I rarely review documentaries, and I think this might actually be the first Disneynature movie I have seen, although next year’s Monkey Kingdom looks adorable. My parents love the Disneynature movies, however, so we all went to see Bears this past week at a screening.
The film follows a mama bear and her two cubs, Scout and Amber, during the cubs’ first year of the feeding season. Sky, their mother, must find enough food for herself so that her milk won’t dry up during the winter – if it does, it could potentially starve Scout and Amber. There are a few threats to the cubs in the wild, too, such as a coyote and a few other larger, male bears (who apparently won’t think twice of some tiny bears for dinner when they’re that hungry), and Sky must protect the cubs from these and others.
The scenery in this film was gorgeous – it was shot in Alaska, the bears’ native habitat – and if you stick around through the credits, you’ll see how the filmmakers were able to capture these bears and other parts of nature on camera; I was wondering about that since they had great close-up shots of the bears, some of the time. John C. Reilly is the narrator in this film, and I have heard that some of his dialogue was improvised – it certainly seems that way, as some of the scenes he narrates as if at a baseball game, giving a play-by-play of what is going on and how the bears felt at the time. His narrating definitely helped to frame the film as a whole.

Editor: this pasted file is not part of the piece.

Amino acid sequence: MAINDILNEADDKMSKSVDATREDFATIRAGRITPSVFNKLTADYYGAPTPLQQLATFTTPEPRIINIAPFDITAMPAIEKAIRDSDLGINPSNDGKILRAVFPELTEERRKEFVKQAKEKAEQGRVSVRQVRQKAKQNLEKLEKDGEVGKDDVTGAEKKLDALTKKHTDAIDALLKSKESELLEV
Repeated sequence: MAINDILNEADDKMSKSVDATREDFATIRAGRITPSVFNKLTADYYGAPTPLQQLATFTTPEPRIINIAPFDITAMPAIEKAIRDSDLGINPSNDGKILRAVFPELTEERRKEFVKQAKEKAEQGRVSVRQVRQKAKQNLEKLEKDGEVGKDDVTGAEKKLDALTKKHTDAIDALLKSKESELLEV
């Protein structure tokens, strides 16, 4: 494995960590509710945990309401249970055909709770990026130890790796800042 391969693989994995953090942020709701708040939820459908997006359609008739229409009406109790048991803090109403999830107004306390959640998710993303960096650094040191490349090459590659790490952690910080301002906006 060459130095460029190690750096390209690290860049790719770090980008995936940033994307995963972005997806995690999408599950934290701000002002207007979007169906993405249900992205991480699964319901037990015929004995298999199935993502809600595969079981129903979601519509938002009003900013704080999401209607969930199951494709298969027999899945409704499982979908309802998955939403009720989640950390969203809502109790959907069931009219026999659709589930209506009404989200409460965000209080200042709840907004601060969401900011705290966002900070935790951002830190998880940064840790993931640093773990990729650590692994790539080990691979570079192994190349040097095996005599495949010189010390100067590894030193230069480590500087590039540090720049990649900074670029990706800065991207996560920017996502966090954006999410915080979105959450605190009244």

Yes, see this movie. During some scenes I was worried for the cubs’ safety, thinking This is a Disney movie – are they really going to have one of the cubs die?! – before catching myself and realizing, again, that this is a documentary, which meant anything could happen. I enjoyed learning more about bears in general, and also seeing the beautiful Alaskan scenery; I want to visit Alaska now at some point. Bears is rated G but I will say there is a lot of salmon fishing in the movie, and occasionally we see bloodied or half-eaten fish – probably not something a child would focus on, but worth mentioning, nonetheless. Other than that, I’d recommend Bears for all audiences and all ages.
Bears is in theatesrs today, April 18th, and is rated G with a runtime of 77 minutes. 3.5 stars out of 5.